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Haemoglobin (HGB) - description and reference ranges

What is it?

Haemoglobin (HGB) is the iron containing molecule within red blood cells that binds to oxygen and allows the blood to carry oxygen from the lungs to other parts of the body. Normal levels of haemoglobin are therefore important for the healthy functioning of all parts of the body. Women tend to have a lower level of haemoglobin than men.

Interpretation
Haemoglobin is the iron containing molecule that carries oxygen around the body. Haemoglobin levels are low in anaemia and, if haemoglobin is low, then oxygen cannot effectively reach all parts of the body. This causes feelings of weakness, tiredness, light headedness, and shortness of breath amongst other symptoms.

Reference ranges

If your indicative HGB count is lower than the reference range for our laboratory:

Common causes of low HGB include iron deficiency and deficiencies in vitamins such as folate or B12.

Sometimes is is associated with blood loss or other underlying diseases such as kidney disease.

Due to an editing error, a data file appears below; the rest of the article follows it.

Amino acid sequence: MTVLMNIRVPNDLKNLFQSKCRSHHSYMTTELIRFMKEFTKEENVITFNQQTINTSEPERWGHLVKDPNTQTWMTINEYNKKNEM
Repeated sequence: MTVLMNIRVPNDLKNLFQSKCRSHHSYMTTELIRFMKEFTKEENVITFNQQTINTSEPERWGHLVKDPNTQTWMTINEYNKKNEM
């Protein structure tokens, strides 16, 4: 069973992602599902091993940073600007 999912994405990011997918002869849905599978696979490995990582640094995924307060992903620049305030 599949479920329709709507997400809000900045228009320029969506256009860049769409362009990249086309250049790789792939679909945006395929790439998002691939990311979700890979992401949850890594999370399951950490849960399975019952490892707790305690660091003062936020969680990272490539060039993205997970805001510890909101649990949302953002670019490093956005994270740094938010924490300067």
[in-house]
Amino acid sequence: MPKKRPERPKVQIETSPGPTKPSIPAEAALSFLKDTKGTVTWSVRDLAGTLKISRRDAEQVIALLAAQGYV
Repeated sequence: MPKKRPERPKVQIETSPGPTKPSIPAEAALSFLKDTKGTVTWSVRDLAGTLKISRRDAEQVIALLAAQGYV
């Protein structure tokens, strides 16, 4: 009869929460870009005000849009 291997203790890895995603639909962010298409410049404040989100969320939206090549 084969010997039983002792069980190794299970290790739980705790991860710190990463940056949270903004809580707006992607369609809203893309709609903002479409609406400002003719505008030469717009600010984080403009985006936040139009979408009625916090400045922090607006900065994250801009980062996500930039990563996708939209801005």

Low HGB can also be seen in blood conditions such as sickle cell disease or thalassemia where the body makes a different kind of HGB than that seen in most people.

If your HGB is low, we suggest speaking to your GP about the need for further investigations to find the cause of low HGB.

If your indicative HGB count is higher than the reference range for our laboratory:

High HGB is seen in people who smoke or people who spend a lot of time at high altitude, or sometimes the result is simply due to dehydration.

It is also seen in people with chronic lung or heart disease.

Occasionally it is the result of a blood disorder called Polycythaemia Vera where the body produces too many red blood cells.

If your HGB is high, we suggest speaking to your GP about the need for further investigations to find the cause of high HGB.

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